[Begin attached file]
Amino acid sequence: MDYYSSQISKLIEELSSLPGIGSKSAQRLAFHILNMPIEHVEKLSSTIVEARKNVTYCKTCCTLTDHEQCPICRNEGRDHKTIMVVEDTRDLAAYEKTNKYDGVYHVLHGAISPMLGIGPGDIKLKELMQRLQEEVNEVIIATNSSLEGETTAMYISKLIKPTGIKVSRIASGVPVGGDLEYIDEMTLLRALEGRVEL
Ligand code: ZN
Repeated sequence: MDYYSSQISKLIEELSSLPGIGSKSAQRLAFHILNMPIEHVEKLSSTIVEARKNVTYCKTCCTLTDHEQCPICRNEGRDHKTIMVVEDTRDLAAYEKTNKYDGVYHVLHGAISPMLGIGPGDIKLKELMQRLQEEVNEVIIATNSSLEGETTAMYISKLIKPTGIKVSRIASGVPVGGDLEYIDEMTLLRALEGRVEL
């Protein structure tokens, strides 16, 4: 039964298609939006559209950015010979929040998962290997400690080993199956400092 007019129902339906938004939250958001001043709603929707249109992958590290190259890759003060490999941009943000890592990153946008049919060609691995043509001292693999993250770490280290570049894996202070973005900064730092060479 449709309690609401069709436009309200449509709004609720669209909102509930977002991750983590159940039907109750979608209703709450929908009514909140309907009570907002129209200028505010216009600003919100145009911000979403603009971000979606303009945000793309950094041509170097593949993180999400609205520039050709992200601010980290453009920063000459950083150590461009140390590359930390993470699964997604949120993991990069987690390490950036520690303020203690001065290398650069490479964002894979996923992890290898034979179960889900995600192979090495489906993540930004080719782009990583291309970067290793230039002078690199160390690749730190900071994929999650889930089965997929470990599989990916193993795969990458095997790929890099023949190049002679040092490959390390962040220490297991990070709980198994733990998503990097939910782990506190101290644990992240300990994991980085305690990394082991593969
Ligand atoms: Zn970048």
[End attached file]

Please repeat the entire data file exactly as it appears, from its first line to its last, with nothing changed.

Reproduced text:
Amino acid sequence: MDYYSSQISKLIEELSSLPGIGSKSAQRLAFHILNMPIEHVEKLSSTIVEARKNVTYCKTCCTLTDHEQCPICRNEGRDHKTIMVVEDTRDLAAYEKTNKYDGVYHVLHGAISPMLGIGPGDIKLKELMQRLQEEVNEVIIATNSSLEGETTAMYISKLIKPTGIKVSRIASGVPVGGDLEYIDEMTLLRALEGRVEL
Ligand code: ZN
Repeated sequence: MDYYSSQISKLIEELSSLPGIGSKSAQRLAFHILNMPIEHVEKLSSTIVEARKNVTYCKTCCTLTDHEQCPICRNEGRDHKTIMVVEDTRDLAAYEKTNKYDGVYHVLHGAISPMLGIGPGDIKLKELMQRLQEEVNEVIIATNSSLEGETTAMYISKLIKPTGIKVSRIASGVPVGGDLEYIDEMTLLRALEGRVEL
């Protein structure tokens, strides 16, 4: 039964298609939006559209950015010979929040998962290997400690080993199956400092 007019129902339906938004939250958001001043709603929707249109992958590290190259890759003060490999941009943000890592990153946008049919060609691995043509001292693999993250770490280290570049894996202070973005900064730092060479 449709309690609401069709436009309200449509709004609720669209909102509930977002991750983590159940039907109750979608209703709450929908009514909140309907009570907002129209200028505010216009600003919100145009911000979403603009971000979606303009945000793309950094041509170097593949993180999400609205520039050709992200601010980290453009920063000459950083150590461009140390590359930390993470699964997604949120993991990069987690390490950036520690303020203690001065290398650069490479964002894979996923992890290898034979179960889900995600192979090495489906993540930004080719782009990583291309970067290793230039002078690199160390690749730190900071994929999650889930089965997929470990599989990916193993795969990458095997790929890099023949190049002679040092490959390390962040220490297991990070709980198994733990998503990097939910782990506190101290644990992240300990994991980085305690990394082991593969
Ligand atoms: Zn970048």